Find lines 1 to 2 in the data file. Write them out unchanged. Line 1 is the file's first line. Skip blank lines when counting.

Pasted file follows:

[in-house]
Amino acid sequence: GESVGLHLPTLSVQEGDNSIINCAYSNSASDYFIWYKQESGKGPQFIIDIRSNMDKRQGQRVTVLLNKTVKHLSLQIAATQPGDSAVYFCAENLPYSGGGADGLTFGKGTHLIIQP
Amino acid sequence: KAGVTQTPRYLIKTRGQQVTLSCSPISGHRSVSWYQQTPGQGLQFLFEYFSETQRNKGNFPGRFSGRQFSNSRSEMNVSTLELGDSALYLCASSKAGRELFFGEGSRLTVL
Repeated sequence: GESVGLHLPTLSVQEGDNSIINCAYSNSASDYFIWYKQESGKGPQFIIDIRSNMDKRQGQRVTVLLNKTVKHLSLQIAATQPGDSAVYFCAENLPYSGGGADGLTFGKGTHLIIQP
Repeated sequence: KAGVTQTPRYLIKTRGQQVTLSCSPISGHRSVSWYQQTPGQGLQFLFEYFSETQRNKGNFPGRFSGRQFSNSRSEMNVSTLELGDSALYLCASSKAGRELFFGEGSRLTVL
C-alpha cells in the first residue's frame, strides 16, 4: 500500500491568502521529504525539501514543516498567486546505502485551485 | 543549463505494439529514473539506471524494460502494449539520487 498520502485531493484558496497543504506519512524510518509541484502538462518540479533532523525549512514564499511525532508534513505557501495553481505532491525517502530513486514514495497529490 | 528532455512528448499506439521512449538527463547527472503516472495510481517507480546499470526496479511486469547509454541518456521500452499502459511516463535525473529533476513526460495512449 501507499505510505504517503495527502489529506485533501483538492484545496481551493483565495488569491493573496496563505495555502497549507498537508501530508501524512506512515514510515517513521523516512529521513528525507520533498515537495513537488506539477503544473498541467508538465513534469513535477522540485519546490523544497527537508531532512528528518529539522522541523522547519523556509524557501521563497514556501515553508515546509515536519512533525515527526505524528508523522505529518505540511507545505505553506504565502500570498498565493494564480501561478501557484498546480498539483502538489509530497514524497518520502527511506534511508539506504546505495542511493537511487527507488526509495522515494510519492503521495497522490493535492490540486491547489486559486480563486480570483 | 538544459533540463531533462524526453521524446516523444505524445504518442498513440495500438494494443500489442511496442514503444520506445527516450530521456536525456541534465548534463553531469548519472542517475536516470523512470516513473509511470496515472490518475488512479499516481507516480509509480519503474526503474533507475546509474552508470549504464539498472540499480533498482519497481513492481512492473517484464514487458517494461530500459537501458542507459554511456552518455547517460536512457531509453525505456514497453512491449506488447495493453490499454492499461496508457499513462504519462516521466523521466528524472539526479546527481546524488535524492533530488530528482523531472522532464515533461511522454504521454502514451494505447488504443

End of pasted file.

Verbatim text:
[in-house]
Amino acid sequence: GESVGLHLPTLSVQEGDNSIINCAYSNSASDYFIWYKQESGKGPQFIIDIRSNMDKRQGQRVTVLLNKTVKHLSLQIAATQPGDSAVYFCAENLPYSGGGADGLTFGKGTHLIIQP